No, regrettably that does not (yet) include the Catholic Church. While the Catholics remain convulsed in the problems around child abuse, allegations of cover-ups, accusations against or defences of Pope Benedict as then Cardinal Ratzinger, and the calamitous decline in the Church’s reputation and authority that have accompanied the disaster, there is little chance of progress in any other sphere – unless it be in moves toward a new general council to resolve the crisis. Here at QTC, I too have been caught up in the malaise, and am conscious that I, like other gay Catholic bloggers , have been so caught up in the malaise that I have not been giving as much attention as I would like to the issues that were originally my prime concern: the problems, and progress, of queer Christians in the church – and here I mean the broader church, not just the Catholics.
When one removes the Vatican blinkers, I am glad to say, the signs of progress are multiple. There have been steps toward full inclusion in a number of Protestant denominations, in the US and elsewhere, and pressure for further progress continues to grow. Several reports this past week have illustrated this.
In the US, the Episcopal church has led the way among the major denominations, with two openly gay or lesbian bishops now confirmed. It has now released a report, Same-Sex Relationships in the Life of the Church, by a team of eight leading theologians which was commissioned by the House of Bishops, to consider a range of views on same -sex relationships in the Church. To me, the important feature here is not the conclusions, which diverge sharply, bu the simple fact that the report exists and demonstrates that differences of opinion and interpretation, of Scripture and theology, are possible and valid. The panel was deliberately drawn to reflect a range of views, including those of gay and lesbian people in committed relationships.
I found this passage from the Church Times fascinating, arguing that the issue is not just of “same -sex” or “opposite-sex” relationships, but on of “apposite-sex ” (i.e appropriate) relationships – and that for all of us,, such apposite relationships are a way “to sanctification”. This makes the question of “gay marriage” in church not just a matter of social justice, bu a matter of opening up a sacramental path to spiritual growth for all:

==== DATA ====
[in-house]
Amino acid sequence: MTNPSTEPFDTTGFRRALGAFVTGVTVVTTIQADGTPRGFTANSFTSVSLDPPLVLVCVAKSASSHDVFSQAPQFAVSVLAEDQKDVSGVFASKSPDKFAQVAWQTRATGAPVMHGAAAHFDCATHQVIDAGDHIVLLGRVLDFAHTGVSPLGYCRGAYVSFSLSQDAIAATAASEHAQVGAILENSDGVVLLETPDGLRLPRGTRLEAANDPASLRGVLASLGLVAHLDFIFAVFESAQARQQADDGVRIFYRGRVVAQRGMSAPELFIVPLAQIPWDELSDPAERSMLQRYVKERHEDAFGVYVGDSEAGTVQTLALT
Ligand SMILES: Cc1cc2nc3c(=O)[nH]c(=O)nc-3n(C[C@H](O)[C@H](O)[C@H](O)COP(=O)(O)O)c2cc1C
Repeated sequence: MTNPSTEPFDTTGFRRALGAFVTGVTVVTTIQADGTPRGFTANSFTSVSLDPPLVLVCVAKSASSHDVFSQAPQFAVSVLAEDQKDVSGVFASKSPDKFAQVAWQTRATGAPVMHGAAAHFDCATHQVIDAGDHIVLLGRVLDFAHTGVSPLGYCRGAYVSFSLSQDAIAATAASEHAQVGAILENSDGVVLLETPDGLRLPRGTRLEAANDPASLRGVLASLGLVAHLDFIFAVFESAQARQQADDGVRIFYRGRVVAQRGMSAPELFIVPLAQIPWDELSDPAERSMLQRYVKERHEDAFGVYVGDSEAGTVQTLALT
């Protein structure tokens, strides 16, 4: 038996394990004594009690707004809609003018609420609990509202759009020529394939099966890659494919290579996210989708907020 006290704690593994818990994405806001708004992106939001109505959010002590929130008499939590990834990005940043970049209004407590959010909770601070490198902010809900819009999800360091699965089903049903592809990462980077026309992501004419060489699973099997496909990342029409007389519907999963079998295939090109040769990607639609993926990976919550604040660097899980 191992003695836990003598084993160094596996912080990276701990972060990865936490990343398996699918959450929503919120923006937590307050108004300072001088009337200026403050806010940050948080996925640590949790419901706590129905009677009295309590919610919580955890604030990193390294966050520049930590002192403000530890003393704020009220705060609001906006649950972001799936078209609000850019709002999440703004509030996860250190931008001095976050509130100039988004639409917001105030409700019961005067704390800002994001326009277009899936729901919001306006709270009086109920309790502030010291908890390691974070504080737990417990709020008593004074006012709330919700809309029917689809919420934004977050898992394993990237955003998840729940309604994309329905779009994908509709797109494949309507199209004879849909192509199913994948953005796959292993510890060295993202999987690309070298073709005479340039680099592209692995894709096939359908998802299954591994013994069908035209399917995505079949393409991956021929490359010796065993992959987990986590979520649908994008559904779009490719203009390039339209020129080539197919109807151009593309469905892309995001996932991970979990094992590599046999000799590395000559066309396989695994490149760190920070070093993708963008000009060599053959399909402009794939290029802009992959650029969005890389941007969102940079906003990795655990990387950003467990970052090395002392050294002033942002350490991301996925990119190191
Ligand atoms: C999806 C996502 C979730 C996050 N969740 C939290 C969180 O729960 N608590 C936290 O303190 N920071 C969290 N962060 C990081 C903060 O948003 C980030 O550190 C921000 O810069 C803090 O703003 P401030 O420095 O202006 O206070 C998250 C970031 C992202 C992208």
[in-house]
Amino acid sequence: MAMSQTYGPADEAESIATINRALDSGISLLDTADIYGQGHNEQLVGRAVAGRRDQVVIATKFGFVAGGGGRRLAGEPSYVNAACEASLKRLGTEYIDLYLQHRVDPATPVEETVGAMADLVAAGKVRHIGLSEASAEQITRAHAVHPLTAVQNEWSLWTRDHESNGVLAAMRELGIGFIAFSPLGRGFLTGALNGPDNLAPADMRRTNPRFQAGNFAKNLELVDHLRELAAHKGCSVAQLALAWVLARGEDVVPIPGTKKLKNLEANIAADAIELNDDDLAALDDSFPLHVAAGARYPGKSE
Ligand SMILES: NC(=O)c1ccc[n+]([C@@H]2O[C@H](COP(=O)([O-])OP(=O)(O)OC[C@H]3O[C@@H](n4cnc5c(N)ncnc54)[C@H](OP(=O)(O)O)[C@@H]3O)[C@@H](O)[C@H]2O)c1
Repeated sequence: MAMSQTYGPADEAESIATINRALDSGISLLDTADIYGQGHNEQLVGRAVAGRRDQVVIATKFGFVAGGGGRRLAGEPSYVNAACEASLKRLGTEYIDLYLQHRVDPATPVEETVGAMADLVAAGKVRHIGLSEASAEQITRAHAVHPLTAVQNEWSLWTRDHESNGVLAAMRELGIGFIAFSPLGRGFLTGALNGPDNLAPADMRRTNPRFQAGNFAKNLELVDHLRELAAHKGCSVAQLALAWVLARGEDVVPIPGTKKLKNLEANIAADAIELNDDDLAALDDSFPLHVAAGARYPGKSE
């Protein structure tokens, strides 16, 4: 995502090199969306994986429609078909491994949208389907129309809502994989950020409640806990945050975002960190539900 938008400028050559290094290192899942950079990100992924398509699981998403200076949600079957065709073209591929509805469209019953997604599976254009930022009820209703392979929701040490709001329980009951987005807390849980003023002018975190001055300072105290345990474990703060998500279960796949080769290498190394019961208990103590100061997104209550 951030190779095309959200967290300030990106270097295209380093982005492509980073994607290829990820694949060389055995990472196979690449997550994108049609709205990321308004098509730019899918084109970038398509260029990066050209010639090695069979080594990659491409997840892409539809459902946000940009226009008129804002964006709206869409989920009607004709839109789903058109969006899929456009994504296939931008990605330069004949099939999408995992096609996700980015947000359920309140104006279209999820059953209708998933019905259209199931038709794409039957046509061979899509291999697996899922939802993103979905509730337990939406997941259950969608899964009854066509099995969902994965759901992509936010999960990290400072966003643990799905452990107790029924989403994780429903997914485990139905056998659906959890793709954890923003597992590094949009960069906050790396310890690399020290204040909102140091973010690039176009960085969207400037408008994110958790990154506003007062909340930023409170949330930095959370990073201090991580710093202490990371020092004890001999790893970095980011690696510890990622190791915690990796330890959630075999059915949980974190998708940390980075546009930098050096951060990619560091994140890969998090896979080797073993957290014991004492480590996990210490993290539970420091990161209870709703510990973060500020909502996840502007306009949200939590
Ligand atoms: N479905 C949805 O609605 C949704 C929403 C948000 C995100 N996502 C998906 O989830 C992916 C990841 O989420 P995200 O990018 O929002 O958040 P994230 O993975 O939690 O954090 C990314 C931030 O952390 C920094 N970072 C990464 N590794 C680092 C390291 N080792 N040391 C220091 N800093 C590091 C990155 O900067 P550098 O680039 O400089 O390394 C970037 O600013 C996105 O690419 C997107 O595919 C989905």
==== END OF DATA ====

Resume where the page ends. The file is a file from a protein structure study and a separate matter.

“Marriage cultivates concern for one another; it offers lifelong hospitality; it enacts love; and it exposes our faults in order to heal them. It is the marital virtues that the Church needs, not only with respect to the Bridegroom [Christ] but just now, with respect to one another.” The liberal group defined orientation in terms not of gender, but of morality: “A sexually oriented person is someone who develops and is morally improved through a relationship with someone of the apposite sex, typically but not necessarily the opposite sex. Those called to same-sex relationships are those that need them for their own sanctification . . . because neither opposite-sex relationships nor celibacy could get deeply enough into their hearts to promote lifelong commitment and growth.” It said that same-sex couples should not be denied the moral worth of each putting their body “on the line” for the other “until death us do part”; that was an accountability “far beyond what counselled celibacy can provide”. Nor should they be denied the “delight” they had in each other; for that was necessary for action: Eros did not turn into charity through self-control, but through self abandonment, and the self-dispossession that led to self-donation. “It is the daily version of finding one’s life by losing it.”
Meanwhile, a rash of other news reports have focussed not on the formal church response to the demands of theology and scripture, but on highly personal responses by individual clergy, struggling to negotiate a path in conscience between sometimes conflicting demands of Church and state in dealing with requests for marraige within their own congregations. I will report on these separately, in a later post.
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